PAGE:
Obama, Ahmadinejad dominate UN headlines, poorer nations ignored

Major media outlets pull the plug on UN General Assembly coverage before 124 nations have a chance to speak.

The United Nations General Assembly debate is a seven day gathering of nearly two hundred countries. The annual meeting provides poor nations like the Congo, Palestine, Afghanistan, and Mongolia with the opportunity to promote their foreign policy agenda and concerns.

However, when heavy hitters like US President Barack Obama and Iranian President Mahmoud Ahmadinejad left the stage on September 24, the camera's, flashbulbs, and media attention followed. This left all the smaller countries that need the most, receiving the least amount of attention.

"People don’t care anymore. So it’s kinda sad. They care about what Spain will say. Iraq. Iran. The big countries and then they’re out," said international producer Nico Maounis.

Come the morning of September 25, with 124 countries left to address the international body, the press prematurely pulled the plug. The front of the UN was desolate. No live trucks. No reporters. Only tourists pointing camera's at the building.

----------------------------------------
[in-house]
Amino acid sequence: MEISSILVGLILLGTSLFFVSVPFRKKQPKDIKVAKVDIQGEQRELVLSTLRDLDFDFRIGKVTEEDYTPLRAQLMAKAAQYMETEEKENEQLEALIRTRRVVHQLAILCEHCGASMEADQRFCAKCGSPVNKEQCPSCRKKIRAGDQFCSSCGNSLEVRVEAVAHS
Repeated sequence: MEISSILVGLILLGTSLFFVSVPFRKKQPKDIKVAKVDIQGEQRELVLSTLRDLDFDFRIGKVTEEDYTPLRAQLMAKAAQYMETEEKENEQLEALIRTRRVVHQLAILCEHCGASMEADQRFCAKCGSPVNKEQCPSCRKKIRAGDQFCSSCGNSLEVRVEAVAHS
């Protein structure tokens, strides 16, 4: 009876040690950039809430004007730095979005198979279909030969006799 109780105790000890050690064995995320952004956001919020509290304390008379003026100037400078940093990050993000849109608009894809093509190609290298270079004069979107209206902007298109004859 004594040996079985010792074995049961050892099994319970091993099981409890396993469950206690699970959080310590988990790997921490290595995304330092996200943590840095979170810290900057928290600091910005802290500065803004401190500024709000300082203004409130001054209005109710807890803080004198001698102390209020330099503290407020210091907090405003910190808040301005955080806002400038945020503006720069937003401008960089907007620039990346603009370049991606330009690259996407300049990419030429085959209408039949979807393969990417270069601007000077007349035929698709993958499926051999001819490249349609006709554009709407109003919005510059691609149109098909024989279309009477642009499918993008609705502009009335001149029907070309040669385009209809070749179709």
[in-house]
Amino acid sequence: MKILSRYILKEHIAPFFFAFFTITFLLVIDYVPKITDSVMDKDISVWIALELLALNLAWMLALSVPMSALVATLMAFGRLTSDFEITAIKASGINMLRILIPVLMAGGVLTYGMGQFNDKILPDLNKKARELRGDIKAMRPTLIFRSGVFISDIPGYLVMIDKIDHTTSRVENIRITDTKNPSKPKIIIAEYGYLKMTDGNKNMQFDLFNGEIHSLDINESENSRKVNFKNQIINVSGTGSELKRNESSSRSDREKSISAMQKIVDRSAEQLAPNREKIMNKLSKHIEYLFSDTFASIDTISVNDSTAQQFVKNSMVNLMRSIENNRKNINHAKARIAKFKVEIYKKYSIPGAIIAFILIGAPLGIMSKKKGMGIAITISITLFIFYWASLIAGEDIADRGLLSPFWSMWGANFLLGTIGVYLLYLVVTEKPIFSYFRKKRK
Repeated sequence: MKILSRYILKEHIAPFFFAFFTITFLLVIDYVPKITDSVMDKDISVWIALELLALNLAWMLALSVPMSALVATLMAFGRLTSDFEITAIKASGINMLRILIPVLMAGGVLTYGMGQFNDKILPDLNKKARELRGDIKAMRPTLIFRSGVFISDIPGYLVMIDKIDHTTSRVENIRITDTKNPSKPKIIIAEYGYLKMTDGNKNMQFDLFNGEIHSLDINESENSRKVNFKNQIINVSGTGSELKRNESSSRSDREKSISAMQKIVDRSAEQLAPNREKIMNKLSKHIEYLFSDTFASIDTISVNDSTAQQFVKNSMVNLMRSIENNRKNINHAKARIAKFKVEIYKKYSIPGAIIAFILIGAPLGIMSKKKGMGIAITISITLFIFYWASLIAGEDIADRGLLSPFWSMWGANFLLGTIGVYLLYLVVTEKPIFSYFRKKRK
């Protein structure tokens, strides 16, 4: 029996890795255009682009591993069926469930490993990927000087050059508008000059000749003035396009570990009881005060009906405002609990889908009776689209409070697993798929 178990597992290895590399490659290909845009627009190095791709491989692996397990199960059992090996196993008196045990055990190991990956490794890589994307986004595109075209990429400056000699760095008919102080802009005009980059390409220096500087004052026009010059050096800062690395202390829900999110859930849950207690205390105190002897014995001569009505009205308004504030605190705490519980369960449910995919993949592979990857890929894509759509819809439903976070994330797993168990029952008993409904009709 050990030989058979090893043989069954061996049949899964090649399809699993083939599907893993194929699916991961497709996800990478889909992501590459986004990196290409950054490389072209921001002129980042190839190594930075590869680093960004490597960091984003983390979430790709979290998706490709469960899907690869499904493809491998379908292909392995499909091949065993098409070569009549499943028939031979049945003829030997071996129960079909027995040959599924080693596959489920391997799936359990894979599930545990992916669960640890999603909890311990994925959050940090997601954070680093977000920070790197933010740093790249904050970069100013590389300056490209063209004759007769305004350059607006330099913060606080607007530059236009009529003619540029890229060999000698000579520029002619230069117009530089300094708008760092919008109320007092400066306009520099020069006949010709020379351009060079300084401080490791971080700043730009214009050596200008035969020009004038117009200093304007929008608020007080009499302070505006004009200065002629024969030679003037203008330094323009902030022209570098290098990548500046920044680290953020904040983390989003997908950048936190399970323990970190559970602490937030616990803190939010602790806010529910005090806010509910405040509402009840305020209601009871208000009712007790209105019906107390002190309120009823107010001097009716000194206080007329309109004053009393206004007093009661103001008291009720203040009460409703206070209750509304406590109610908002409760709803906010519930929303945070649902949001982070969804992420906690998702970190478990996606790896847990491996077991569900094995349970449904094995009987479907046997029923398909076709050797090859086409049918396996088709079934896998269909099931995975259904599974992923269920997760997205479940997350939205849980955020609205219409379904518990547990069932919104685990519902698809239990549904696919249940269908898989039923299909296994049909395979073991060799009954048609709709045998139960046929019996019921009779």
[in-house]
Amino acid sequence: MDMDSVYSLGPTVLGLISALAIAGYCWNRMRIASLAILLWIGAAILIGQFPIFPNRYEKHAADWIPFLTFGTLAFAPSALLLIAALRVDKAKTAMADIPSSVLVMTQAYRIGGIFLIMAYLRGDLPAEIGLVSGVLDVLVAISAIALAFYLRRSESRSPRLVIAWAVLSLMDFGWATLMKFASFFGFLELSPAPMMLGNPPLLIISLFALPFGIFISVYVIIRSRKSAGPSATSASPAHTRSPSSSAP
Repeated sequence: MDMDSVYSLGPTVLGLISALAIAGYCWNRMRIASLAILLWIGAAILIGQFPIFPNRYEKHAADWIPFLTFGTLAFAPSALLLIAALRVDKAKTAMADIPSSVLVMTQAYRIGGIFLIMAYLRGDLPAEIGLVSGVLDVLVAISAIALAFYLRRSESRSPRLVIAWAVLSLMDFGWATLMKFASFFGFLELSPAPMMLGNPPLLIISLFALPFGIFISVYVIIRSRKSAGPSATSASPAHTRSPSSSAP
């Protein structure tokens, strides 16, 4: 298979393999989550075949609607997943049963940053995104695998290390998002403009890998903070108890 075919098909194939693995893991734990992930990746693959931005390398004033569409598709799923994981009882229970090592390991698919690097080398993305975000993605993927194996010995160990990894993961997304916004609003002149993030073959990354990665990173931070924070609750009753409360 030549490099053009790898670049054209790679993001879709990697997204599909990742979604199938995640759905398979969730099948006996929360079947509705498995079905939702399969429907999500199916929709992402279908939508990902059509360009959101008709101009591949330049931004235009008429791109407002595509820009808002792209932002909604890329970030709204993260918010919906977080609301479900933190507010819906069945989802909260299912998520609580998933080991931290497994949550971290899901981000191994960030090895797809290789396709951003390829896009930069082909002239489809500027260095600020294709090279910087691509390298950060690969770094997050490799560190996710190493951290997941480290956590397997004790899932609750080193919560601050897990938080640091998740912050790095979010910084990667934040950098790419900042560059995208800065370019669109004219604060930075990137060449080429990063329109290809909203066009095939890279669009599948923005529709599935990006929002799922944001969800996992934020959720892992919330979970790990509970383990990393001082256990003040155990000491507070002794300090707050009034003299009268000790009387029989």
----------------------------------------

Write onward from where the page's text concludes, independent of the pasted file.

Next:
More than 2,000 journalists were accredited at the UN, but by September 27, less than 20 were seated inside the media center.

"This emptiness that you see here today also reflects the US suddenly doesn’t draw as much attention as global governance. It seems to have so many challenges to address," said Rafeal Maehusruiz, a reporter for the Mexican newspaper, Reforma.

According to a Gallop poll, nearly 70 percent of Americans think the UN does a lousy job at solving global problems and it found most felt the Presidential political circus was annoying.

Maybe they should move it somewhere else. Governors Island, where no one can be affected by it. It’s definitely an inconvenience for everyone." said Luiz Yorres, a doorman working in New York City nearby the UN.

However, most of the world criticizes Americans for neglecting to understand or care about global problems.

"We only know what we hear. We don’t exactly know what’s going on. We should know. It should be the same for everyone," said Yorres.

If not the same, then the United Nations may remain a place where everyone continues to talk and neglects to listen.